|Installation media||ISO file||ISO file|
|Boot sequence||The startup of a computer||The startup of a computer|
|Live session||N/A||A session in which the operating system runs in memory only and does not touch the hard disks; it is great for non-destructive testing of the operating system and software|
|Installation||Copy of the installation media to hard drive and user setup||Copy of the installation media to hard drive and user setup|
|Partitioning||The installation sub-step during which the hard disk is configured||The installation sub-step during which the hard disk is configured|
|Partition||A logical slice of the hard disk. In Windows, these are identified by drive letters, like C:\, D:\||Partitions in Linux use the following notation:|
/dev/sdXyX – letter (a, b, c, etc) that denotes which the hard disk number. If you have only one hard disk, it will be a.Y – number that denotes the partition on a particular hard disk. For instance, /dev/sda3 denotes the third partition on the first hard disk.
|Filesystem||The logical structure used to store files on a drive. By default, Windows uses NTFS.||By default, Linux uses Ext4. Linux supports many other filesystems, and can also read/write Windows filesystems.|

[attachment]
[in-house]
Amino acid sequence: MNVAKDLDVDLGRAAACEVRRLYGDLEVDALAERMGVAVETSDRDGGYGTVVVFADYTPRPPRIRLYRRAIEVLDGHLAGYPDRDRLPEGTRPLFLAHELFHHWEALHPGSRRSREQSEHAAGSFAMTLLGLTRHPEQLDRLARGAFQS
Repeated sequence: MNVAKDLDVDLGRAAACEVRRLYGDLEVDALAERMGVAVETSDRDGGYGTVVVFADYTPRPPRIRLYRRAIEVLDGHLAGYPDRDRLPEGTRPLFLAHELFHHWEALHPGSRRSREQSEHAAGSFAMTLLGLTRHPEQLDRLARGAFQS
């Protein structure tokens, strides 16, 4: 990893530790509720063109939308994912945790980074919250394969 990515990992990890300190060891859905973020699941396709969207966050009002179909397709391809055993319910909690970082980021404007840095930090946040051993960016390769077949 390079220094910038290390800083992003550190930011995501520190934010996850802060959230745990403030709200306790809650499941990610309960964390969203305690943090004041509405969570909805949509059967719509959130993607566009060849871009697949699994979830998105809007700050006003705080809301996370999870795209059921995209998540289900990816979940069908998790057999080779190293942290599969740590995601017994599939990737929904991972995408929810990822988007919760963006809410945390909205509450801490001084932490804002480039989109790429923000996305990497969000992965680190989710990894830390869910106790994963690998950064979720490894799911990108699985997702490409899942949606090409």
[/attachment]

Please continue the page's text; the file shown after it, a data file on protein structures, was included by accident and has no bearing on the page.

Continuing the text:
|Mountpoint||The logical endpoint by which the filesystem on a particular partition is made accessible to the user. Synonymous with how partitions are shown to the user through Window Explorer (C:\, D:\, etc).||In Linux, there is a single tree that contains all mount points to all filesystems.|
The top-tree element is called root, and it is identified by the forward-slash character (/).
Entries under the root will then point to different folders/files. For example:
/usr – folder that contains application data. It can be mapped to any partition/filesystem (e.g.: /dev/sda5)/home – folder that contains user data, like application settings and documents. It can be mapped to any partition/filesystem (e.g.: /dev/sdb6)
|Formatting||The process of initialization of a partition with a new filesystem. This is a destructive process.||The process of initialization of a partition with a new filesystem. This is a destructive process.|
There are multiple ways operating systems can be configured – this is not unique to Ubuntu; this is true for all operating systems out there.
- A Single operating system on a computer – the most typical and common scenario. A hard disk contains a single operating system. It is relatively simple to configure and maintain. Most Windows 7 users will have PCs or laptops set up this way.
- Dual boot – This is a configuration where there are two operating systems installed on the same computer. Each operating system could reside on a separate hard disk, or they could both be installed on one hard disk, on different partitions. In a dual-boot setup, usually there will be a menu displayed early on in the boot sequence of the computer, allowing the user to choose which operating system they want to run. On physical systems, only one operating system can run at one time. A dual-boot setup could be Windows 7 and Ubuntu, side by side. You can then alternate between the two and use them as you see fit, with a reboot in between each use.